A recent survey of returned full-time missionaries provides definite evidence that a mission does make a difference in a young man’s life. Over a thousand missionaries answered questions on their attendance at Church meetings; obedience to certain key commandments; and service in the Church; and the results were impressive:
97 percent of the returned missionaries attended at least one sacrament meeting a month, and 91 percent attended at least three sacrament meetings a month. This is far ahead of overall Churchwide attendance figures.
89 percent of the returned missionaries had a current Church calling.
95 percent of the returned missionaries who were married were married in the temple, again far ahead of Churchwide figures.
Why was the survey conducted? Elder Carlos E. Asay of the First Quorum of the Seventy, executive director of the Missionary Department, explained that for some time stories have persisted in the Church claiming that a high percentage of returned missionaries became inactive. “Even one or two missionaries falling away concerns us greatly, but we found it hard to believe that such large numbers were being lost!” So, to find out if there was a great problem, and, if not, to squelch such stories, Eric Ott of the Missionary Department and John Madsen of the Priesthood Department administered the survey.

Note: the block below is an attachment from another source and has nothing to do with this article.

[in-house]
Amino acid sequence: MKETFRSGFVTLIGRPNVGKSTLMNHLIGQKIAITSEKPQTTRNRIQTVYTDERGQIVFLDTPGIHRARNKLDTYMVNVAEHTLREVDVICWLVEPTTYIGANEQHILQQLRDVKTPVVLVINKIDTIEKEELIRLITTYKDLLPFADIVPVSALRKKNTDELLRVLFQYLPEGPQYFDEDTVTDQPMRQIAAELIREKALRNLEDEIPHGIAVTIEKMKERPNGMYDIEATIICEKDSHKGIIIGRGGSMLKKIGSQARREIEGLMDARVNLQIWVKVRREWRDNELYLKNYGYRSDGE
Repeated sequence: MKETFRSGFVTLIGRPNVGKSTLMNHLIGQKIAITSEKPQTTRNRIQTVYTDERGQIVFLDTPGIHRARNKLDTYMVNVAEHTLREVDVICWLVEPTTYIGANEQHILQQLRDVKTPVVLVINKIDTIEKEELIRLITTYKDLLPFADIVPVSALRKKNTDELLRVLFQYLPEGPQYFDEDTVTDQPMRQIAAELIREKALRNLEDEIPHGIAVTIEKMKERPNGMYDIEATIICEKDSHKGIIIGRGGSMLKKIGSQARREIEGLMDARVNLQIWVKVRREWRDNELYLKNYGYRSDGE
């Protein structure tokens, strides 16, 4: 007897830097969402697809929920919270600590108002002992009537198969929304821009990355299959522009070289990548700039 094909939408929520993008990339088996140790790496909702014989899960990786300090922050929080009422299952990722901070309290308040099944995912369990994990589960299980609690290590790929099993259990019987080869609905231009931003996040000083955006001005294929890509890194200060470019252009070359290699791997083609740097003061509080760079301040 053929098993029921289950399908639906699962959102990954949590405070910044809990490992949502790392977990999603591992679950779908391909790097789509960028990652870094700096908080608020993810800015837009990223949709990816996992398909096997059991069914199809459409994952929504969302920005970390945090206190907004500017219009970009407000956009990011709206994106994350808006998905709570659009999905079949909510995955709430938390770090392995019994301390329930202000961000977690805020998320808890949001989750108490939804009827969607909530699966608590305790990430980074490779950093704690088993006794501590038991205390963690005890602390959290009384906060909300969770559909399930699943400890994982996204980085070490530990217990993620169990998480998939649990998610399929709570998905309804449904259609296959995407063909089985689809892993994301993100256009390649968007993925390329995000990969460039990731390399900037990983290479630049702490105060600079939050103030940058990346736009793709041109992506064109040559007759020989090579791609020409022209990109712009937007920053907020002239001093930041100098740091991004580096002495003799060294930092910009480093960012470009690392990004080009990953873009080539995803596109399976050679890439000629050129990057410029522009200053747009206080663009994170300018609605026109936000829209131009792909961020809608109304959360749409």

The questionnaires were mailed to 1,757 returned missionaries. More than 65 percent of those who received questionnaires returned them—an unusually high percentage for mailed surveys. But to reduce the possibility of error even further, the bishop of every fifteenth returned missionary was called, to see what relationship there was between the missionaries’ self-assessment and their bishops’ view of their activity in the Church, and also to see if those who returned the questionnaire were significantly more active than those who did not.
The results of the follow-up survey reinforced the original results. Though missionaries who failed to return the survey tended to be slightly less active, the difference was almost negligible—three percent.
Not only are today’s returned missionaries very active—they’re also more active than their counterparts forty years ago! A survey of missionaries conducted in the 1930s suggested that 84 percent of the then living returned missionaries were full or part tithe-payers, compared to 92 percent full tithe-payers today; 83 percent were active in terms of attendance at meetings in 1936, while 91 percent are very active today, and 97 percent attend at least monthly.
But the high percentage isn’t cause for too much self-congratulation, Elder Asay warns. “The results of the survey were a bit better than I had expected—and I had expected them to be good. But we’re very concerned about all our missionaries. To lose just a few is still tragic; we’re not content with 91 percent or 97 percent. We want 100 percent of our missionaries to come home and be active, faithful Latter-day Saints.”